Actress Raven dropped the “Symone” from her name when she emerged as one of the Disney Channel’s newest stars. Her sitcom for the cable network, That’s So Raven, debuted in 2003 and prompted industry-watchers to compare Raven to famous television comediennes from Lucille Ball to Hilary Duff. Though just over 18, the actress was already a veteran performer, having charmed audiences as the preschooler Olivia, the youngest resident of the Huxtable household, in the hit NBC sitcom The Cosby Show during its final three seasons, from 1989 to 1992. With the Disney job, she was pleased to be working once again on such a positive, multicultural series. “I just want to represent my people well,” she told Essence journalist Heather Keets Wright. “I’m not going to be ghetto on the show. I don’t want people to think that’s all we can do.”
The actress was born Raven-Symone Christina Pearman on December 10, 1985, to Christopher Barnard and Lydia Pearman of Atlanta, Georgia. She was modeling before her second birthday, and proved such an early success that her parents decided to relocate the family to New York City when she landed a major contract for television-commercial work. Despite her young age, Raven was adept at memorizing lines, and when she watched The Cosby Show —for several years in the 1980s the top-rated sitcom on broadcast television—she identified with the youngest daughter, Rudy, in the Bill Cosby series about a Brooklyn family. As Christopher Pearman, Raven’s father, recalled in an interview with Ebony writer Douglas C. Lyons, his daughter “would always say, ‘I can do that. Why can’t I be on The Cosby Show ?’”
Raven eventually landed an audition for a part in a Bill Cosby film, Ghost Dad, but was offered a recurring role on his hit show instead during its sixth season. She made her Cosby debut in 1989 as the newest member of the family: a toddler named Olivia. In the program, Olivia was introduced as the stepdaughter of the second Huxtable daughter, Denise, who had recently married a naval officer named Martin. Raven proved an adorable addition to the series and stayed until its final episode in 1992.
Raven had ambitions for a recording career as well, and signed with MCA when she was five years old, becoming the youngest artist ever signed to the label. Her debut single, “That’s What Little Girls Are Made Of,” was released in 1993, the year she turned eight, as part of the LP Here’s To New Dreams. That same year she was cast in Hangin’ With Mr. Cooper, another toprated sitcom, as Nicole, the young daughter of Cooper’s cousin. She made her film debut in 1994 in the remake of the 1930s series Little Rascals, playing Stymie’s girlfriend. In 1998 she was cast in the Eddie Murphy comedy, Doctor Dolittle, about a man who can communicate with animals. Raven played Charisse, one of the beleaguered doctor’s two daughters, and she reprised the role for the 2001 sequel.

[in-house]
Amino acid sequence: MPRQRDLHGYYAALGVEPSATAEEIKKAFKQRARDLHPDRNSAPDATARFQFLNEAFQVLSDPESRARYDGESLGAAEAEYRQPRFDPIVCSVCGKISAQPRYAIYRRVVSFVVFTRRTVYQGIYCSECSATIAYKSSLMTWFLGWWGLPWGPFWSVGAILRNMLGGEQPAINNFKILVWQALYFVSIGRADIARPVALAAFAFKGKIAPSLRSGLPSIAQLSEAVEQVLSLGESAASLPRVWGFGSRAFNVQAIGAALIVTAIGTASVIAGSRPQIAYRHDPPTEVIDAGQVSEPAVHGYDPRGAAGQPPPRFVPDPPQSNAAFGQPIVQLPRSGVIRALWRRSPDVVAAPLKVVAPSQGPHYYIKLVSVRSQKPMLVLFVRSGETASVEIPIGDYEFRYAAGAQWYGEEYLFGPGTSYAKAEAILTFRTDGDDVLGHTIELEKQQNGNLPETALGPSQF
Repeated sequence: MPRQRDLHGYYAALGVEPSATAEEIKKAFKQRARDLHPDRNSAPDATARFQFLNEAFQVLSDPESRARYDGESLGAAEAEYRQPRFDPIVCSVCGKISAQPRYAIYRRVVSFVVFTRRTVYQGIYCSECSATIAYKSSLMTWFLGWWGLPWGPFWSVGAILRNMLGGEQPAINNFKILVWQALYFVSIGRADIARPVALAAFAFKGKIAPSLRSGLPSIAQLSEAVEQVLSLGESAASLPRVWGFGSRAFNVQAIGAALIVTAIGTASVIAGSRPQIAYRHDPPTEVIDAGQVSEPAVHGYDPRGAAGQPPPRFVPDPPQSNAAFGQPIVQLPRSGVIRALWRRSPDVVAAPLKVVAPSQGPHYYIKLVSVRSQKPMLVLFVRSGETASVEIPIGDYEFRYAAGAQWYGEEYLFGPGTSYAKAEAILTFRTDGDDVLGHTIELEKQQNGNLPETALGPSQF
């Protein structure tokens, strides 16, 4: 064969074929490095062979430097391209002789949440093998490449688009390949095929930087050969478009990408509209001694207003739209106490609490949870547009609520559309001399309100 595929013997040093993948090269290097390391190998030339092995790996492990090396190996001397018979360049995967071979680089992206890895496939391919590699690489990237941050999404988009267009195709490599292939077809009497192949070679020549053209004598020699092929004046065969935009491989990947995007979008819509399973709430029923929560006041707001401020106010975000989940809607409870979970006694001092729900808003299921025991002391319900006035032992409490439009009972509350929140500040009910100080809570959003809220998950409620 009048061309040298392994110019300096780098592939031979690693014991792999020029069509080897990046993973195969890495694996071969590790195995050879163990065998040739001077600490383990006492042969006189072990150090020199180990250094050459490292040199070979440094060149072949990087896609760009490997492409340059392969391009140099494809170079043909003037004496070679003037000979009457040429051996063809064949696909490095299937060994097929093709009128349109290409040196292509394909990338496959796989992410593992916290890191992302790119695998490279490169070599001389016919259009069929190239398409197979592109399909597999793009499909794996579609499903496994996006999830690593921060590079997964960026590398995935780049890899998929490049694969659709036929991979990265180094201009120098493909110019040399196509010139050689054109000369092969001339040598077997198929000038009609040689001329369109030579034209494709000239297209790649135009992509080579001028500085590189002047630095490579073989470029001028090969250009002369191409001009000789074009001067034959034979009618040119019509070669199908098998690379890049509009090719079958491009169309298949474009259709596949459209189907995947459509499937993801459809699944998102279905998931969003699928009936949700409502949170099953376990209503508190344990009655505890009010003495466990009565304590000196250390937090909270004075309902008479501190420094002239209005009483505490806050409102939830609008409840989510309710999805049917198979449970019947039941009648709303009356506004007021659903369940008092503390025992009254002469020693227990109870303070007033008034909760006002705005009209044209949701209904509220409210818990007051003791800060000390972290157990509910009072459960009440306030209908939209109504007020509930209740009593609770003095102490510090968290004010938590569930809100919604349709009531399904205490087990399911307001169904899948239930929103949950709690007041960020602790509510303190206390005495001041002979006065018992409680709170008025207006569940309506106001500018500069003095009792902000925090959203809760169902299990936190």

Raven had a hit with her second LP, Undeniable, released in 1999, and she even opened for the pop band N’Sync on tour. She balanced a busy career with schoolwork back home in Atlanta. Her parents allowed her to work, she explained in an interview with Jet, but cautioned, “‘You can be in the business all you want but you better graduate with honors.’” By the time she
Born Raven-Symone Christina Pearman on December 10, 1985, in Atlanta, GA; daughter of Christopher Barnard and Lydia (Gaulden) Pearman.
Career: Model, 1986–89; appeared in television commercials for Cool Whip, Ritz Crackers, and other products as a child, 1986–89; actress, 1989–; recording artist, 1993–.
Memberships: American Federation of Television and Radio Artists; Screen Actors Guild.
Awards: Young Artists Award for exceptional performance by a young artist under nine, for The Cosby Show, 1991; Image Award for outstanding performance in a youth/children’s program, for That’s So Raven, 2004.
Addresses: Agent —International Creative Management, 8942 Wilshire Blvd., Beverly Hills, CA 90211-1934.
became the voice of Monique on the popular animated kids’ television series Kim Possible, she had dropped the “Symone” from her name.
Raven received star billing under her new name when she signed with Disney to do her own sitcom, That’s So Raven, which premiered in January of 2003. Within weeks the series about a psychic teenager and her comic escapades was pulling in 1.9 million viewers weekly, and she was hailed as the Disney Channel’s next Hilary Duff, star of the hit “tween” series and feature film Lizzie McGuire. Disney executive Rich Ross told Entertainment Weekly that Raven’s show surpassed expectations at the network. “Lizzie was on for a year and a half before it exploded,” Ross explained to writer Nicholas Fonseca. “Raven was on for six months. We expect her to be a big star for this company.” That assertion seemed borne out by her young fans’ behavior when they spotted Raven in public. “Little kids are coming up to me asking me, ‘What’s my future?’” she told Jet. “I [tell them], ‘I’m not really psychic.’ And they are like, ‘No, what’s my future?’ And I am like, ‘OK, you are going to have a good future.’”